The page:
What do you think?

Papain, a proteolytic enzyme and meat tenderizer, had been used to relieve food bolus impactions since it was first suggested in 1945.  However, it fell out of favor in the 1970s and 1980s after a few oft-cited case reports documented esophageal perforation, aspiration pneumonitis, and hemorrhagic pulmonary edema in the setting of its use.  Many societies and reviews specifically call it “obsolete” or “contraindicated”.  But, a recent paper in The Journal of Emergency Medicine brings it back to the table.

Thoracic surgeons reviewed records for emergency department patients with esophageal food bolus impactions at a single academic medical center from 1999 to 2008 and identified 69 with proteinaceous boluses who were initially treated with papain. Of those, 87% had resolution of the obstruction with papain alone, and 13% underwent subsequent successful, uncomplicated endoscopic removal.  There were no esophageal perforations, episodes of aspiration pneumonitis or cases of hemorrhagic pulmonary edema.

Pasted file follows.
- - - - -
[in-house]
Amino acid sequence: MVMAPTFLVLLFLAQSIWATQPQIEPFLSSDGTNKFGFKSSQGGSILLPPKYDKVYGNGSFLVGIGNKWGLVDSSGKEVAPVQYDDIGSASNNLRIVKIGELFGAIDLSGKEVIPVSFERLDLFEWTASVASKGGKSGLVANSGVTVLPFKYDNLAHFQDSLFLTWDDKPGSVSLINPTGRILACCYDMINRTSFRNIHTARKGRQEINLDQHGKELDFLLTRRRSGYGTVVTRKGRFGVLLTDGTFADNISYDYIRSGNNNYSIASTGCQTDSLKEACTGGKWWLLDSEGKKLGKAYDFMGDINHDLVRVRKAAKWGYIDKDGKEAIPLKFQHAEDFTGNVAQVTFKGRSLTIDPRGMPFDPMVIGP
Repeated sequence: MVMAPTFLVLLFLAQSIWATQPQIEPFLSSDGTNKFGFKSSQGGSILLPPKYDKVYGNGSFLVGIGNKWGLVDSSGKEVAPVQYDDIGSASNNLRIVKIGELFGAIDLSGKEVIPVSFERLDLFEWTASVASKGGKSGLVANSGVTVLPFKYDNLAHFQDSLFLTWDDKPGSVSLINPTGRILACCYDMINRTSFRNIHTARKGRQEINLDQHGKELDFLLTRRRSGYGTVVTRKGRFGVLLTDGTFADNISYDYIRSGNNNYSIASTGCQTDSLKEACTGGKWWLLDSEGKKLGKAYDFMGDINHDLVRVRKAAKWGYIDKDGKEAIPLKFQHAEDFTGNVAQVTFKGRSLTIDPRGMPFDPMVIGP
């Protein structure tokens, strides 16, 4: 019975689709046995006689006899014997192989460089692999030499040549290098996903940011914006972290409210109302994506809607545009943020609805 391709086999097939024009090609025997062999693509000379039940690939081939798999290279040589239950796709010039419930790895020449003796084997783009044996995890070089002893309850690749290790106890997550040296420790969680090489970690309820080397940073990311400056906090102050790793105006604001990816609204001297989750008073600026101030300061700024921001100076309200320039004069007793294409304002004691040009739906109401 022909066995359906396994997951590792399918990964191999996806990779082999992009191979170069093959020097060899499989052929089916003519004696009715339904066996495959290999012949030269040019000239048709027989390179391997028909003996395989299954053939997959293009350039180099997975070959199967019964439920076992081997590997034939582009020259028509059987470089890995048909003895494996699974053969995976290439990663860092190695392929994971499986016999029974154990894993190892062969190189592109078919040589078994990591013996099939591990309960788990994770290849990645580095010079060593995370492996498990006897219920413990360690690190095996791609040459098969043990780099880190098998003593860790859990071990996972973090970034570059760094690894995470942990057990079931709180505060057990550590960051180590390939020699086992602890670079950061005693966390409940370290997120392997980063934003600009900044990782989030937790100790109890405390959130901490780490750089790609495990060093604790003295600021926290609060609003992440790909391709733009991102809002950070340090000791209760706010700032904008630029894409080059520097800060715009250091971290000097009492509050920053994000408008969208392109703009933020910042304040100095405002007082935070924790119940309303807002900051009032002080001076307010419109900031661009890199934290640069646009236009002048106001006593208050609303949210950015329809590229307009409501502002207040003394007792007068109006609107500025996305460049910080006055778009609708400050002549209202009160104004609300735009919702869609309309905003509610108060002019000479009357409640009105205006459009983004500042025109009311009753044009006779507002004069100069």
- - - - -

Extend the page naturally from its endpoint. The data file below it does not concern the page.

Although this is one case series and there is likely some selection bias in choosing patients for initial papain treatment versus primary endoscopy, this paper calls into question the dogma against papain.  Additionally, given the expense, varying access to and invasive quality of endoscopy, an effective therapy/adjunctive therapy like papain could be worth bringing back from the island of exiled medications. At the least, it deserves some discussion, and maybe an RCT.

Morse CR et al. Use of proteolytic enzymes in the treatment of proteinaceous esophageal food impaction. J Emerg Med 2015 Sep 23; [e-pub]. (